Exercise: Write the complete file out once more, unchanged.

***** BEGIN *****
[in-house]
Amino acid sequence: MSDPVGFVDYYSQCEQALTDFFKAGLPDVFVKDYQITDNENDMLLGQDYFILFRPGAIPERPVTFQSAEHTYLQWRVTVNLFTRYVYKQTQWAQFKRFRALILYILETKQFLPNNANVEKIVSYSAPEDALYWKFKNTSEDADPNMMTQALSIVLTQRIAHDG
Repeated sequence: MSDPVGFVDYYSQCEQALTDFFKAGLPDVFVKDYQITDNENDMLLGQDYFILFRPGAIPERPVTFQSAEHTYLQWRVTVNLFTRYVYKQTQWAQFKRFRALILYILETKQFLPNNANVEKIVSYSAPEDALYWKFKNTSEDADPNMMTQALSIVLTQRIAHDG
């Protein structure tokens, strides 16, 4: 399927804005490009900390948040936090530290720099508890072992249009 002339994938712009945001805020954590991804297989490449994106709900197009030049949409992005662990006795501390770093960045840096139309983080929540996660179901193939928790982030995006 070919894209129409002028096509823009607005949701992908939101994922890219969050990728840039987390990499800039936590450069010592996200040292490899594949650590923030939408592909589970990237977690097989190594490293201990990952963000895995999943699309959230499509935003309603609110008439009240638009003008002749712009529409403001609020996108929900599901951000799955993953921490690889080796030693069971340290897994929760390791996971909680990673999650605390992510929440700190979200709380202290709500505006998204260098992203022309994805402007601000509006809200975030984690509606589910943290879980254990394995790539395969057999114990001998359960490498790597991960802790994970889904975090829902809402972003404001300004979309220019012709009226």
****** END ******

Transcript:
[in-house]
Amino acid sequence: MSDPVGFVDYYSQCEQALTDFFKAGLPDVFVKDYQITDNENDMLLGQDYFILFRPGAIPERPVTFQSAEHTYLQWRVTVNLFTRYVYKQTQWAQFKRFRALILYILETKQFLPNNANVEKIVSYSAPEDALYWKFKNTSEDADPNMMTQALSIVLTQRIAHDG
Repeated sequence: MSDPVGFVDYYSQCEQALTDFFKAGLPDVFVKDYQITDNENDMLLGQDYFILFRPGAIPERPVTFQSAEHTYLQWRVTVNLFTRYVYKQTQWAQFKRFRALILYILETKQFLPNNANVEKIVSYSAPEDALYWKFKNTSEDADPNMMTQALSIVLTQRIAHDG
């Protein structure tokens, strides 16, 4: 399927804005490009900390948040936090530290720099508890072992249009 002339994938712009945001805020954590991804297989490449994106709900197009030049949409992005662990006795501390770093960045840096139309983080929540996660179901193939928790982030995006 070919894209129409002028096509823009607005949701992908939101994922890219969050990728840039987390990499800039936590450069010592996200040292490899594949650590923030939408592909589970990237977690097989190594490293201990990952963000895995999943699309959230499509935003309603609110008439009240638009003008002749712009529409403001609020996108929900599901951000799955993953921490690889080796030693069971340290897994929760390791996971909680990673999650605390992510929440700190979200709380202290709500505006998204260098992203022309994805402007601000509006809200975030984690509606589910943290879980254990394995790539395969057999114990001998359960490498790597991960802790994970889904975090829902809402972003404001300004979309220019012709009226």